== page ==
Your child and the art of “I’m sorry”
20 Mar 2019 FAMILY
By: Natasha Archary
If there’s one thing being a parent has taught me, it’s that my “Super-mommy” powers do nothing to coerce my child at times. And that’s expected. Kids have a mind of their own and should be allowed to freely express themselves without correction.
But as they develop and the more they engage in social group activities, at daycare or playdates, you will soon learn the importance of good old-fashioned manners. It’s not just about please, thank you or greeting people politely. No. It’s about acknowledging that a hurtful action deserves an apology.
Is it a big deal?
Yes. But an apology only means something if the person is actually remorseful. Which is why it is not advisable to force your child to say “I’m sorry.” This will dilute the meaning of the apology and teach your child that negative actions can be forgiven as long as you apologise.
This means that instead of forcing your child to apologise every time they exude questionable or unfavourable behaviour, you have a heart to heart. Many parents don’t see the point. It’s not like a two-year old has the ability to understand you. I mean they can barely string together a coherent sentence.
According to Maureen Healy, author and expert working with parents, teachers and children globally, timing is everything. Setting kids up with a fixed curriculum that aids early childhood development, from the age of two to five is vital to help them understand and express their emotions better.
Little people with big feelings
We’ve touched on just how overwhelming the big world can be for toddlers discovering everything for the first time. They do tend to imitate and pick up on our social cues. Watching and listening intently to how we communicate and interact with our surroundings.
If you’re the type of person who over-reacts if you misplace your cellphone, turning the entire house upside down trying to locate your device and yelling the whole time, chances are your child will want to mimic your behaviour the next time he can’t find his superhero action figure.
Catch the drift? This means you need to be an active role model for your children when it comes to expressing themselves appropriately.
Talk them through their feelings
There’s some evidence that shows children are able to show concern when someone’s in distress from the age of two. Which is an indication that children do not come into this world with anything other than trust, love and purity.
It’s what we as adults and their caregivers teach them that will ultimately define them. And truth be told, empathy is an emotionally intelligent skill that is difficult even for adults. So, to set this expectation on children is a big task.
All you can do is talk them through their feelings. If your child has an outburst or grabs something without asking as an example, it’s important to let them know that their behaviour is uncalled for.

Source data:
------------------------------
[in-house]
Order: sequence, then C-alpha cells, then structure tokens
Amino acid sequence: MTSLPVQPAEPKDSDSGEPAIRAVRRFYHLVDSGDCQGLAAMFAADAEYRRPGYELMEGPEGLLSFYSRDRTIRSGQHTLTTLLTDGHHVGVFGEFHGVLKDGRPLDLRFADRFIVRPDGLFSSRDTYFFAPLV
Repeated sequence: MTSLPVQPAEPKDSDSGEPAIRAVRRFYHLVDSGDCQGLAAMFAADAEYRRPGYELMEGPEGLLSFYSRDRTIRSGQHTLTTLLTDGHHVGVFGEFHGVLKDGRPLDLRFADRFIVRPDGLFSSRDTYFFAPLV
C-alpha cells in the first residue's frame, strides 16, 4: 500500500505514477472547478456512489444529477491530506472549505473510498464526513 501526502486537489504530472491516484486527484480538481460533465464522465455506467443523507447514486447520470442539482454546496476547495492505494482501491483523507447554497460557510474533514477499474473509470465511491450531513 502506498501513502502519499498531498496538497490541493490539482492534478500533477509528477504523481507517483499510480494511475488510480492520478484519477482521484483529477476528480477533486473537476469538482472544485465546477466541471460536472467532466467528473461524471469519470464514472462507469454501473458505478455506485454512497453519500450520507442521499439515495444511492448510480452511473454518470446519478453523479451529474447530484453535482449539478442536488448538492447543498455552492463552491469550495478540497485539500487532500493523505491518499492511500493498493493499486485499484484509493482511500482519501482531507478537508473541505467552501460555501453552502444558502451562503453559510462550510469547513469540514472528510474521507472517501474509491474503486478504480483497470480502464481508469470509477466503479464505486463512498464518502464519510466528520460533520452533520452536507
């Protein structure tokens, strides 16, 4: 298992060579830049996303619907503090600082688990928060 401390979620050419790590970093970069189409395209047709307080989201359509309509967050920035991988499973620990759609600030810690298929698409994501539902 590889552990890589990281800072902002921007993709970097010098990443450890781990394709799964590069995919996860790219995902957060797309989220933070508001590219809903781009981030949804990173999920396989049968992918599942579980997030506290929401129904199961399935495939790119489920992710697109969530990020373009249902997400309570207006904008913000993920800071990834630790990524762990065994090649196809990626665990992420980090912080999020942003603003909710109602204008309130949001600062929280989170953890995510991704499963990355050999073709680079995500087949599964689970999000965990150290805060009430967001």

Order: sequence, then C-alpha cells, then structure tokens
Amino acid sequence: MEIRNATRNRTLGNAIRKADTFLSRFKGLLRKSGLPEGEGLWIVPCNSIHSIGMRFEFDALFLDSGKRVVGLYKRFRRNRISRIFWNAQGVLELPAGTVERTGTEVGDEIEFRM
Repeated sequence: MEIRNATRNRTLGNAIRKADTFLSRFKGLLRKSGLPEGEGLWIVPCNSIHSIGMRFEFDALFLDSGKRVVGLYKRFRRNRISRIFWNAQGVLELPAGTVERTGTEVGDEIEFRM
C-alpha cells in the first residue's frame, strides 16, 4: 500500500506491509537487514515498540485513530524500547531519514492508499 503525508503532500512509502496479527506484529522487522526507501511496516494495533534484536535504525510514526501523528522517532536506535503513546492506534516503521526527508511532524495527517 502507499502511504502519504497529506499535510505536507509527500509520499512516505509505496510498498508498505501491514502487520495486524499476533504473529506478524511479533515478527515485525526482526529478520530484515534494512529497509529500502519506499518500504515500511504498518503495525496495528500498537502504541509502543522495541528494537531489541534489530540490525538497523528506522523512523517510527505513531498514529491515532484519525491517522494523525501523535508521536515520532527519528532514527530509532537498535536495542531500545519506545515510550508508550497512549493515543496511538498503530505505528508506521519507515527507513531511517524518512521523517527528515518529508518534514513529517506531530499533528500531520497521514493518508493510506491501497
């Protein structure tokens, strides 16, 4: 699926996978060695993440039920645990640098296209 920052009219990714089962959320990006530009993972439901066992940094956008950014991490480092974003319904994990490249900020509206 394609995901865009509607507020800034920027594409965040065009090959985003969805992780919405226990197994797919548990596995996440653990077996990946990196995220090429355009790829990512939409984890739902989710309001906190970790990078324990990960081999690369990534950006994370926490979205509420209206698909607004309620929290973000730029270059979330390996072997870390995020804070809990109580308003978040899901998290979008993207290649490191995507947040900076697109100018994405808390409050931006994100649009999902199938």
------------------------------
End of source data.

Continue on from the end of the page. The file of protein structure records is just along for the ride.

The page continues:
“I know that you want your sister’s teddy, but you can’t grab it from her, you should try asking her if it’s okay to share. Okay? Because when you just grab something from someone it makes them feel sad.”
There’s nothing wrong with your child
At the age of two, most toddlers go through a phase where if they don’t have their way, they resort to biting or pinching their peers, parents or caregivers. Relax. It’s a totally normal part of development and most children go through this scary shark phase.
They eventually outgrow this and learn how to communicate their feelings of disappointment, frustration and anxiety a little better with time. The key thing to note here is that there is nothing wrong with your child. Children are still learning and they will constantly be pushing your boundaries to test the limits.
You need to maintain a level of consistency and be reassuring yet firm in how you raise them. Teaching them that when you hurt someone’s feelings or do something wrong is a negative action. Explaining what happens as a result and how we move forward is the practical approach to this parenting algorithm.
There’s no point in getting worked up if your child refuses to apologise. Because this just teaches them how to react if they don’t get their way, from watching you. No one said it was going to be easy to navigate their little world but learn it you must.
Lead by example
A good way to start, is by showing your child that there’s nothing wrong with apologizing. On the days you mess up as mom or dad, and are running late for morning drop-off, acknowledge that your child is late to their teacher.
If you forget to warm up the milk to the exact temperature they need for their fruit loops, or forget to pack their unicorn toy for school, no matter how big or insignificant it may seem to you, realise that it affects their fragile little hearts and say, “I’m sorry baby, I forget sometimes. It happens. But I’ll try better next time.”
This way you’re teaching your child that when you let someone down, an apology is the human thing to do. It’s showing them that no matter how big you get, you have to acknowledge right from wrong. But that an apology only works if you really, really mean it, with all 10 fingers and toes.